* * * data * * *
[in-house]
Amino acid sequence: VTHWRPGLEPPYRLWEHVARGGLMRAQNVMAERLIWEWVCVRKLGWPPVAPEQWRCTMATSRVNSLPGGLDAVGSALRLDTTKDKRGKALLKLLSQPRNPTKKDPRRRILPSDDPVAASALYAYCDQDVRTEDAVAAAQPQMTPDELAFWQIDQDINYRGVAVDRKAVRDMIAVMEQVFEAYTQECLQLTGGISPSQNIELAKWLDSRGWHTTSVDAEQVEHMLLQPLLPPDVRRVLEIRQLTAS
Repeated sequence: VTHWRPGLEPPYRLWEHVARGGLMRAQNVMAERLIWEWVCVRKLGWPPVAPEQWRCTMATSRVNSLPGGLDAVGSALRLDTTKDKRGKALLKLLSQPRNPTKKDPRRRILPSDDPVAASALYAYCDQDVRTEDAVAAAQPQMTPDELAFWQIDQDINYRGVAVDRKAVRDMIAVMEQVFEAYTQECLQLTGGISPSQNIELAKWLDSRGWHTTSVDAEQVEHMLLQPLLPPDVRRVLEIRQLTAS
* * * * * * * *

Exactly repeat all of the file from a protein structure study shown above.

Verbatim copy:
[in-house]
Amino acid sequence: VTHWRPGLEPPYRLWEHVARGGLMRAQNVMAERLIWEWVCVRKLGWPPVAPEQWRCTMATSRVNSLPGGLDAVGSALRLDTTKDKRGKALLKLLSQPRNPTKKDPRRRILPSDDPVAASALYAYCDQDVRTEDAVAAAQPQMTPDELAFWQIDQDINYRGVAVDRKAVRDMIAVMEQVFEAYTQECLQLTGGISPSQNIELAKWLDSRGWHTTSVDAEQVEHMLLQPLLPPDVRRVLEIRQLTAS
Repeated sequence: VTHWRPGLEPPYRLWEHVARGGLMRAQNVMAERLIWEWVCVRKLGWPPVAPEQWRCTMATSRVNSLPGGLDAVGSALRLDTTKDKRGKALLKLLSQPRNPTKKDPRRRILPSDDPVAASALYAYCDQDVRTEDAVAAAQPQMTPDELAFWQIDQDINYRGVAVDRKAVRDMIAVMEQVFEAYTQECLQLTGGISPSQNIELAKWLDSRGWHTTSVDAEQVEHMLLQPLLPPDVRRVLEIRQLTAS